Michelle Burke never thought teaching science and running a technology education program at Addams Junior High School in Schaumburg would earn her a seat at the State of the Union address on Capitol Hill.
But it has.
Burke will be the guest of 8th District Congresswoman Tammy Duckworth at next Tuesday's presidential address in Washington, D.C.
"Never in a million years!" she marveled.
Burke met Duckworth when the congresswoman attended a Addams Junior High FUSE event last October. FUSE is a specific science, technology, engineering, arts and math (STEAM) program developed by Northwestern University.
Burke said Schaumburg Township Elementary District 54 has been a strong supporter of STEAM, and so has Duckworth.
Duckworth, meanwhile, said her October meeting with Burke provided the first spark of an idea about whom to have as her guest at the State of the Union.
"She just struck me by how enthusiastic she was and the connection she had with the students," Duckworth said.
The congresswoman added that she knows how important the work of teachers like Burke is. Traveling her district, she regularly talks with business owners who say they can't find enough workers with the appropriate technical and engineering skills.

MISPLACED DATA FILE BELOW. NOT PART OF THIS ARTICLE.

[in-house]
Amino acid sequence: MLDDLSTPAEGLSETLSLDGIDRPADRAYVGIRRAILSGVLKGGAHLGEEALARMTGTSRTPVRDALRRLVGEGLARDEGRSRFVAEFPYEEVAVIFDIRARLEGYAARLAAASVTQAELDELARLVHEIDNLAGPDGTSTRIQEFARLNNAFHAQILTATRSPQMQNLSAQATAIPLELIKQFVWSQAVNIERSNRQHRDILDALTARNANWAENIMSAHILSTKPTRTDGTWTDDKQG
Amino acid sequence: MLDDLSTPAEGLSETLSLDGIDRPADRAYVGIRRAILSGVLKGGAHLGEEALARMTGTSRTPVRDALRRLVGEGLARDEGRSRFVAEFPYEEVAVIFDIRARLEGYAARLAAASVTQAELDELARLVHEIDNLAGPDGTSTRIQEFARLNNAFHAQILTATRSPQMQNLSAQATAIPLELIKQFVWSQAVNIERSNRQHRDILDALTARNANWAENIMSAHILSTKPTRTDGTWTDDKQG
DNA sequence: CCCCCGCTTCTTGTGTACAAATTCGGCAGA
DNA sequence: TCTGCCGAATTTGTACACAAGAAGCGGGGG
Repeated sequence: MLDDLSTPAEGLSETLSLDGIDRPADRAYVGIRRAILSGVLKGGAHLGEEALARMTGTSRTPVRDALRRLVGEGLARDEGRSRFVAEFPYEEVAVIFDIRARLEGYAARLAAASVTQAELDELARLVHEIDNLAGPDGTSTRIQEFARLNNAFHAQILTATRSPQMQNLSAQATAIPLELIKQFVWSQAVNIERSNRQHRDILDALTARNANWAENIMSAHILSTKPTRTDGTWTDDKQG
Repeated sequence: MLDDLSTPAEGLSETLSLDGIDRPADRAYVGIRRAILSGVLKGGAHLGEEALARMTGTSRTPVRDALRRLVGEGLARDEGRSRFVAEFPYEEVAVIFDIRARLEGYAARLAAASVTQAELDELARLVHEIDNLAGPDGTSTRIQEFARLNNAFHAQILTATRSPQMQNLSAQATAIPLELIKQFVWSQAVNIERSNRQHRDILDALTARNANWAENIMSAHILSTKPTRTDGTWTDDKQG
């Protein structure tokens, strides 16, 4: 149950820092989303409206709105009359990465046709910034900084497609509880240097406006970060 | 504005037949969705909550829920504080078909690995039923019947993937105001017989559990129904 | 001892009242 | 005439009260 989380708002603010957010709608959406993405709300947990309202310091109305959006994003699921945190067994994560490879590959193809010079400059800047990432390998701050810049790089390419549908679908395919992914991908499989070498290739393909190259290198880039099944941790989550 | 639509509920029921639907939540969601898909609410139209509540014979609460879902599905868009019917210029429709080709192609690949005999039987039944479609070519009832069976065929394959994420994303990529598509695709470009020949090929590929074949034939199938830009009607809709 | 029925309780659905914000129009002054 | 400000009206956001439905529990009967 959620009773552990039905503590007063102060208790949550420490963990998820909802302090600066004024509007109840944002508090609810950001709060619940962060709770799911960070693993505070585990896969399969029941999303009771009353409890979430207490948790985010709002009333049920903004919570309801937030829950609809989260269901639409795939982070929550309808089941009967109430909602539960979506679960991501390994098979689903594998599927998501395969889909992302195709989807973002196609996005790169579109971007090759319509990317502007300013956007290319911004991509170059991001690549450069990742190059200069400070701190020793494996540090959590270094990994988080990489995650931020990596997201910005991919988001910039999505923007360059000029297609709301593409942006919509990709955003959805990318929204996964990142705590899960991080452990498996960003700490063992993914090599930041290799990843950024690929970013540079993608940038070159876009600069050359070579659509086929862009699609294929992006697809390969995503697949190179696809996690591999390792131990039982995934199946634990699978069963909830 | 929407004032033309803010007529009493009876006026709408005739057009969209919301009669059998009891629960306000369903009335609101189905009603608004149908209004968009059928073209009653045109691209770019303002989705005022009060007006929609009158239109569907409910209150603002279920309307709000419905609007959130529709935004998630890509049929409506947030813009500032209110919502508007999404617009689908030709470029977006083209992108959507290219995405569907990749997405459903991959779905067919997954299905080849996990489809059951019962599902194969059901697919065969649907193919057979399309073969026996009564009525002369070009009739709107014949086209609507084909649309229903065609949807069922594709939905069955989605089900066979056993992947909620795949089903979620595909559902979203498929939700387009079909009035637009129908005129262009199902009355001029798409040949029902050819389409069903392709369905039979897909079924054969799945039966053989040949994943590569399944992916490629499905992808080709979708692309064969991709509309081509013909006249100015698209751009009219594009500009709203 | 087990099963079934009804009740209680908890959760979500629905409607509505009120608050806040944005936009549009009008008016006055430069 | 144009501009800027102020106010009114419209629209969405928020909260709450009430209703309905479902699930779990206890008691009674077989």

Without teachers like Burke showing kids the interesting and fun aspects of these disciplines, America will fall behind in the 21st century, Duckworth said.
"It's less rote memorization these days," Duckworth added. "These kids are learning by doing. They're building robots."
Burke will fly to Washington on Monday and spend nearly the entire day with Duckworth as her guest at various preliminary events before the evening State of the Union address.
Duckworth said she expects the day to be a memorable one for Burke, remembering her own first time at a State of the Union address as the guest of Sen. Dick Durbin.
While Burke doesn't know everything that happened behind the scenes leading to her invitation, she just knows how shocked she was when District 54 Assistant Superintendent Nick Meyers told her last week.
As for how her students reacted -- Burke hadn't even told them as of noon Wednesday. She wanted to make absolutely certain there were no mistakes or miscommunication first, but she considers the recent arrival of her plane ticket to be a good sign.
Burke said there's almost no comparison between her own amount of exposure to technology and engineering instruction in junior high to what her own students receive both in class and through FUSE.
Rocketry and robotics are suddenly cool to a generation of children -- both girls and boys -- who recognize such skills and know-how as the key to a successful future.
Burke has taught in District 54 for 13 years. When she was preparing to be a teacher, she gravitated naturally to the subject of science, Burke said.
"I just innately love the content and I've always been a problem-solver," Burke said.